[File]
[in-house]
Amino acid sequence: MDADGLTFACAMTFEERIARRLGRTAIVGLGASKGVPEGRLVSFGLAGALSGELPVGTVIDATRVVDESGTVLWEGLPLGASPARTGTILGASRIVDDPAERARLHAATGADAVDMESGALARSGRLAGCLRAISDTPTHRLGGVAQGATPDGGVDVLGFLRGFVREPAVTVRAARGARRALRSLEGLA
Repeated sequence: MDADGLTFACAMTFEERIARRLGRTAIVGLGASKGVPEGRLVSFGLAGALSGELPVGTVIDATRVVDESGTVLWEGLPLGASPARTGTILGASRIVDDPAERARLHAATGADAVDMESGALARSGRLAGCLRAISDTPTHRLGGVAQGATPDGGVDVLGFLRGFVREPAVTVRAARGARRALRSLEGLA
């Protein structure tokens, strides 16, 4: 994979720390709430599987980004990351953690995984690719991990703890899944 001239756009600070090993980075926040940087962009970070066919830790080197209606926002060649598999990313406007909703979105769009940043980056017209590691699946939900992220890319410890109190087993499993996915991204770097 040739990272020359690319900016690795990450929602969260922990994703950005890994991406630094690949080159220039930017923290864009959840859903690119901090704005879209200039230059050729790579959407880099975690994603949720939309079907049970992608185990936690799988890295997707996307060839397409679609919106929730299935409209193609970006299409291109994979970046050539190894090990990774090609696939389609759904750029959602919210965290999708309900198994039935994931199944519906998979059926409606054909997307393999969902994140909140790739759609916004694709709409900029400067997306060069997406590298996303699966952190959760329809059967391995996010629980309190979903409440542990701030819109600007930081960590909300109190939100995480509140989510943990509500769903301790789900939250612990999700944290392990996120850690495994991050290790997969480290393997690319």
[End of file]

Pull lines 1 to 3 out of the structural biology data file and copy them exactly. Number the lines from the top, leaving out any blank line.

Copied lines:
[in-house]
Amino acid sequence: MDADGLTFACAMTFEERIARRLGRTAIVGLGASKGVPEGRLVSFGLAGALSGELPVGTVIDATRVVDESGTVLWEGLPLGASPARTGTILGASRIVDDPAERARLHAATGADAVDMESGALARSGRLAGCLRAISDTPTHRLGGVAQGATPDGGVDVLGFLRGFVREPAVTVRAARGARRALRSLEGLA
Repeated sequence: MDADGLTFACAMTFEERIARRLGRTAIVGLGASKGVPEGRLVSFGLAGALSGELPVGTVIDATRVVDESGTVLWEGLPLGASPARTGTILGASRIVDDPAERARLHAATGADAVDMESGALARSGRLAGCLRAISDTPTHRLGGVAQGATPDGGVDVLGFLRGFVREPAVTVRAARGARRALRSLEGLA